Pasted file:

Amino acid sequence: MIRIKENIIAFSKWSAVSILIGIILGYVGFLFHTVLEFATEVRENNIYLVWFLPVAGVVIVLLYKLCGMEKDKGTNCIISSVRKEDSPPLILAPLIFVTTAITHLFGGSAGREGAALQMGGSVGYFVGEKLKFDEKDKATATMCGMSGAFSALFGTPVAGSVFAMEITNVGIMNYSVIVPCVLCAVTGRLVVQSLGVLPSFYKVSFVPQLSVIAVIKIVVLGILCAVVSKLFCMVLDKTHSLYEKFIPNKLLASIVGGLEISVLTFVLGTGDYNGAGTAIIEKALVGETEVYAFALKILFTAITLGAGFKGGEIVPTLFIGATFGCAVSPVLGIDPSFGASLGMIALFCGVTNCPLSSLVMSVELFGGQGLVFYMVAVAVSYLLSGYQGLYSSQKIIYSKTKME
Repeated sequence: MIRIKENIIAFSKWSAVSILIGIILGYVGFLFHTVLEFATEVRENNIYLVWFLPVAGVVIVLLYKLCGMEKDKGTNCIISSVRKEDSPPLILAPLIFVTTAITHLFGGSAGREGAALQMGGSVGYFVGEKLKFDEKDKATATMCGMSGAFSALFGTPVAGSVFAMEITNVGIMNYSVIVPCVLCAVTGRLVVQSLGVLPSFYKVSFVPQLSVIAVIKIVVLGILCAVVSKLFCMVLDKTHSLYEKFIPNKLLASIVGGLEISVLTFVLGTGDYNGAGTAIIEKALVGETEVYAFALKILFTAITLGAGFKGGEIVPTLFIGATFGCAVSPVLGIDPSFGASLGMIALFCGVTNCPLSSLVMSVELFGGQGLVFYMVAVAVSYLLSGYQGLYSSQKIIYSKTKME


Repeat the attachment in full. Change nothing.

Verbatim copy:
Amino acid sequence: MIRIKENIIAFSKWSAVSILIGIILGYVGFLFHTVLEFATEVRENNIYLVWFLPVAGVVIVLLYKLCGMEKDKGTNCIISSVRKEDSPPLILAPLIFVTTAITHLFGGSAGREGAALQMGGSVGYFVGEKLKFDEKDKATATMCGMSGAFSALFGTPVAGSVFAMEITNVGIMNYSVIVPCVLCAVTGRLVVQSLGVLPSFYKVSFVPQLSVIAVIKIVVLGILCAVVSKLFCMVLDKTHSLYEKFIPNKLLASIVGGLEISVLTFVLGTGDYNGAGTAIIEKALVGETEVYAFALKILFTAITLGAGFKGGEIVPTLFIGATFGCAVSPVLGIDPSFGASLGMIALFCGVTNCPLSSLVMSVELFGGQGLVFYMVAVAVSYLLSGYQGLYSSQKIIYSKTKME
Repeated sequence: MIRIKENIIAFSKWSAVSILIGIILGYVGFLFHTVLEFATEVRENNIYLVWFLPVAGVVIVLLYKLCGMEKDKGTNCIISSVRKEDSPPLILAPLIFVTTAITHLFGGSAGREGAALQMGGSVGYFVGEKLKFDEKDKATATMCGMSGAFSALFGTPVAGSVFAMEITNVGIMNYSVIVPCVLCAVTGRLVVQSLGVLPSFYKVSFVPQLSVIAVIKIVVLGILCAVVSKLFCMVLDKTHSLYEKFIPNKLLASIVGGLEISVLTFVLGTGDYNGAGTAIIEKALVGETEVYAFALKILFTAITLGAGFKGGEIVPTLFIGATFGCAVSPVLGIDPSFGASLGMIALFCGVTNCPLSSLVMSVELFGGQGLVFYMVAVAVSYLLSGYQGLYSSQKIIYSKTKME